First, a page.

http://news.enquirer.com/apps/pbcs.d...606020378/1071

Reds' fielding in need of fixing
Team has most unearned runs in NL
BY JOHN FAY | ENQUIRER STAFF WRITER
Edwin Encarnacion snatched up the ball after Freddie Bynum's bunt, whirled and threw a seed to Felipe Lopez to get a forceout of Ronny Cedeno at second base.

Lopez touched the bag and fired the ball to Ryan Freel, who was covering first.

Freel made a nice scoop on the throw.

Three chances for the play to go wrong, and it didn't.

"Great play," Reds manager Jerry Narron said.

It was a big part of the Reds thwarting the Chicago Cubs' attempt at an eighth-inning rally in Wednesday night's 3-2 victory.

When you listen to Narron, you get the idea that making plays like that one is a cure for what ails the Reds.

"If we just make the routine plays and not give away outs, we've got a chance to win a lot of ballgames," Narron said for about the 112th time after Wednesday's game.

Eric Milton's pitching (72/3 innings, two runs), Ken Griffey Jr.'s hitting (home run, two RBI) and Todd Coffey's save (four up, four down) were the headline items from that victory.

But the fact that the Reds didn't make an error should be noted. It ended a streak of six games with an error, and - not coincidentally - the Reds were 1-5 in those games.

"We played clean baseball," Narron said. "We didn't make mistakes defensively."

The Reds simply must keep doing that to have a chance on the rest of their road trip. They start a three-game series in Houston tonight, then play three in St. Louis.

Reds general manager Wayne Krivsky has made a plethora of moves to reshape the team's roster lately.

But at some point, it becomes incumbent upon the players to turn it around.

"You can't switch out 25 guys," Krivsky said. "Guys have to step up. That doesn't mean we'll stop trying to make the team better."

"But the vast majority of the production is going to come from the players already here," Krivsky added.

Defense is the thing that is most obviously fixable.

"It doesn't take a genius to see that," Krivsky said. "We've allowed the most unearned runs (in the National League). We've had way too many defensive breakdowns."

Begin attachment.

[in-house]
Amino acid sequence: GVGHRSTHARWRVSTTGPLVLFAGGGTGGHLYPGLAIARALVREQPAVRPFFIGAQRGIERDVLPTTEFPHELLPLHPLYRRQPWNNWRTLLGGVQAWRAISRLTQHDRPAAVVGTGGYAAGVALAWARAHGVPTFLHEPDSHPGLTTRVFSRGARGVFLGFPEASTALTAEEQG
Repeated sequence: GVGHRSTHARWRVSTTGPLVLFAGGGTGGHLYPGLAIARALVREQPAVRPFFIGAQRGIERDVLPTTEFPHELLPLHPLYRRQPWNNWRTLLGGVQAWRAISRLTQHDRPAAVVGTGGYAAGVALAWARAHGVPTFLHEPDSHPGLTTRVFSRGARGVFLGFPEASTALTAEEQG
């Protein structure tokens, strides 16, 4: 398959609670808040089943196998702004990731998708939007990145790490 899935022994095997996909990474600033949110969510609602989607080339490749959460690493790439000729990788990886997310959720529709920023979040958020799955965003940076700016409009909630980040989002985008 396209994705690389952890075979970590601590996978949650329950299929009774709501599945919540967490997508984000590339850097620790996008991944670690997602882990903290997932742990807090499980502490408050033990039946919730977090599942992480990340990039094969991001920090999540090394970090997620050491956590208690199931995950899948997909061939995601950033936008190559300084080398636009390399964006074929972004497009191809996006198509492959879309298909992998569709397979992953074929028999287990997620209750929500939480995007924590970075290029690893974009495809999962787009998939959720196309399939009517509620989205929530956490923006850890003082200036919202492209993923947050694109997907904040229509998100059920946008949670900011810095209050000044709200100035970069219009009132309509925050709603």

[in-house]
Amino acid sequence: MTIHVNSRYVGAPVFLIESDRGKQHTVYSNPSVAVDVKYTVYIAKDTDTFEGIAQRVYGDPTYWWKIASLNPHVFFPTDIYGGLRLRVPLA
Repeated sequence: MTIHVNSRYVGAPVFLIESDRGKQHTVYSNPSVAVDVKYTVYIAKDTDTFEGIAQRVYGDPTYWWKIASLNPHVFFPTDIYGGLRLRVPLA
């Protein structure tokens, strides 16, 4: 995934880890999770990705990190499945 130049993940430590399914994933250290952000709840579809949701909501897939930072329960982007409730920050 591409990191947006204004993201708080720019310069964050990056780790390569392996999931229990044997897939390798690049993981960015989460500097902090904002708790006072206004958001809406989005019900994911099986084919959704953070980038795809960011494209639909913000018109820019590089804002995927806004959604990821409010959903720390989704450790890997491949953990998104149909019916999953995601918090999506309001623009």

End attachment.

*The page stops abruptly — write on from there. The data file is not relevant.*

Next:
Narron is a self-described pitching-and-defense guy. After watching the Reds make two physical errors and one mental one in a 7-3 loss Tuesday, he went off in a very Narron-like way.

"It's embarrassing," he said.

That's about as strong as Narron's remarks get publicly, but he has said such fundamental flaws will be addressed.

And he said he did that after Tuesday's debacle.

"We talked a lot the last couple of days about making the routine plays," he said.

Narron was asked if he addressed defense in a team meeting or individually with players.

"A little bit of both," he said.

For the Reds to recover from their May malaise - they went 12-16 in the month - other things must go right. The pitching has to be as good as it's been so far. And their bats have to come to life as they did in April; the Reds hit .267 in April and .248 in May.

If you believe in statistical trends, the hitting is going to get better over the long haul and pitching is going to drop off some.

But the fielding could go either way.

"I think all of us, as a ballclub, have been disappointed with the way we've played defensively," Narron said. "We really feel like we're a better defensive club than we've shown."

So far, the Reds have been the worst defensive club in baseball, at least statistically. They are last in fielding percentage (.975), tied for the most errors (49) and have allowed the second-most unearned runs (31).

Lopez (11 errors, tied for most among shortstops), Encarnacion (13 errors, most among third basemen) and Adam Dunn (five errors, tied for most among outfielders) have been the Reds' biggest culprits.

"I think sometimes we forget what a young, inexperienced infield we've got," Narron said.

Lopez is 26, second baseman Brandon Phillips is 24 and Encarnacion is 23. (Phillips has only three errors.) None of the three has been a full-time starter for more than a year.

"We expect them all to be Gold Glovers," Narron said. "So far, they haven't been as good as we would have liked."